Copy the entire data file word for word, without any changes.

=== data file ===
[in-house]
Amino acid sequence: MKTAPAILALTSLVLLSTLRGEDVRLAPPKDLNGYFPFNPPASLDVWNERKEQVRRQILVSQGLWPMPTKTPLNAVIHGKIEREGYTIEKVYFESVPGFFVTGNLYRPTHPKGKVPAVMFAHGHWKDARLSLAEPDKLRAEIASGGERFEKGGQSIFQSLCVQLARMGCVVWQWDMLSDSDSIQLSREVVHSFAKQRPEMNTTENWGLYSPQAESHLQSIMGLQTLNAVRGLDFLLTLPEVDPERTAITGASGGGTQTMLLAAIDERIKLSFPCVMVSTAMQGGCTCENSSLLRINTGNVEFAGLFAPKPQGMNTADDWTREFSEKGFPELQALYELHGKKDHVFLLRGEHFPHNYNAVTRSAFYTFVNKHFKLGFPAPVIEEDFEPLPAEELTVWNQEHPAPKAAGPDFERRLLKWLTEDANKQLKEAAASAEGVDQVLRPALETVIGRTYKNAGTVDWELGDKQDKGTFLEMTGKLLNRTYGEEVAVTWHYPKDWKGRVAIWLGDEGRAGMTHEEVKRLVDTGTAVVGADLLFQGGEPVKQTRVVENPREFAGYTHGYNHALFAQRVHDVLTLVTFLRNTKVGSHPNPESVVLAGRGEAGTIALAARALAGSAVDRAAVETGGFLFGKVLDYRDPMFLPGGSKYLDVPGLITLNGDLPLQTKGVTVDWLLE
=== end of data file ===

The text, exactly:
[in-house]
Amino acid sequence: MKTAPAILALTSLVLLSTLRGEDVRLAPPKDLNGYFPFNPPASLDVWNERKEQVRRQILVSQGLWPMPTKTPLNAVIHGKIEREGYTIEKVYFESVPGFFVTGNLYRPTHPKGKVPAVMFAHGHWKDARLSLAEPDKLRAEIASGGERFEKGGQSIFQSLCVQLARMGCVVWQWDMLSDSDSIQLSREVVHSFAKQRPEMNTTENWGLYSPQAESHLQSIMGLQTLNAVRGLDFLLTLPEVDPERTAITGASGGGTQTMLLAAIDERIKLSFPCVMVSTAMQGGCTCENSSLLRINTGNVEFAGLFAPKPQGMNTADDWTREFSEKGFPELQALYELHGKKDHVFLLRGEHFPHNYNAVTRSAFYTFVNKHFKLGFPAPVIEEDFEPLPAEELTVWNQEHPAPKAAGPDFERRLLKWLTEDANKQLKEAAASAEGVDQVLRPALETVIGRTYKNAGTVDWELGDKQDKGTFLEMTGKLLNRTYGEEVAVTWHYPKDWKGRVAIWLGDEGRAGMTHEEVKRLVDTGTAVVGADLLFQGGEPVKQTRVVENPREFAGYTHGYNHALFAQRVHDVLTLVTFLRNTKVGSHPNPESVVLAGRGEAGTIALAARALAGSAVDRAAVETGGFLFGKVLDYRDPMFLPGGSKYLDVPGLITLNGDLPLQTKGVTVDWLLE